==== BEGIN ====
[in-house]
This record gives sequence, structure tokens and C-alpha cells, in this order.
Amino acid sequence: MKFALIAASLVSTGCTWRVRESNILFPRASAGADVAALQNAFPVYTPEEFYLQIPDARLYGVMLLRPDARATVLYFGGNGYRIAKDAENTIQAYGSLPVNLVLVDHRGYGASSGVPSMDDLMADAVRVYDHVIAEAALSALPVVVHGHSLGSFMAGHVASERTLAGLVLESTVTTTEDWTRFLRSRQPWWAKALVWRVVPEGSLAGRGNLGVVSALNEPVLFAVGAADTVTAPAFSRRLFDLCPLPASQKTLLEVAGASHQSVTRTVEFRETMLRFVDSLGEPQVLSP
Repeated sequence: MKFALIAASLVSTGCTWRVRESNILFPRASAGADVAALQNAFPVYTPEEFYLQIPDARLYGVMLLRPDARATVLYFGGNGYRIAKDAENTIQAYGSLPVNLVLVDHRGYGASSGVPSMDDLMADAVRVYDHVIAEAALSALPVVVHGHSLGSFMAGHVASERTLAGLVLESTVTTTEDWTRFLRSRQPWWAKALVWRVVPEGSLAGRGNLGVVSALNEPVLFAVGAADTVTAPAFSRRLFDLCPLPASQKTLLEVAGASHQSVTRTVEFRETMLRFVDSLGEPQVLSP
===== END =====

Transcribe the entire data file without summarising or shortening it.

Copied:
[in-house]
This record gives sequence, structure tokens and C-alpha cells, in this order.
Amino acid sequence: MKFALIAASLVSTGCTWRVRESNILFPRASAGADVAALQNAFPVYTPEEFYLQIPDARLYGVMLLRPDARATVLYFGGNGYRIAKDAENTIQAYGSLPVNLVLVDHRGYGASSGVPSMDDLMADAVRVYDHVIAEAALSALPVVVHGHSLGSFMAGHVASERTLAGLVLESTVTTTEDWTRFLRSRQPWWAKALVWRVVPEGSLAGRGNLGVVSALNEPVLFAVGAADTVTAPAFSRRLFDLCPLPASQKTLLEVAGASHQSVTRTVEFRETMLRFVDSLGEPQVLSP
Repeated sequence: MKFALIAASLVSTGCTWRVRESNILFPRASAGADVAALQNAFPVYTPEEFYLQIPDARLYGVMLLRPDARATVLYFGGNGYRIAKDAENTIQAYGSLPVNLVLVDHRGYGASSGVPSMDDLMADAVRVYDHVIAEAALSALPVVVHGHSLGSFMAGHVASERTLAGLVLESTVTTTEDWTRFLRSRQPWWAKALVWRVVPEGSLAGRGNLGVVSALNEPVLFAVGAADTVTAPAFSRRLFDLCPLPASQKTLLEVAGASHQSVTRTVEFRETMLRFVDSLGEPQVLSP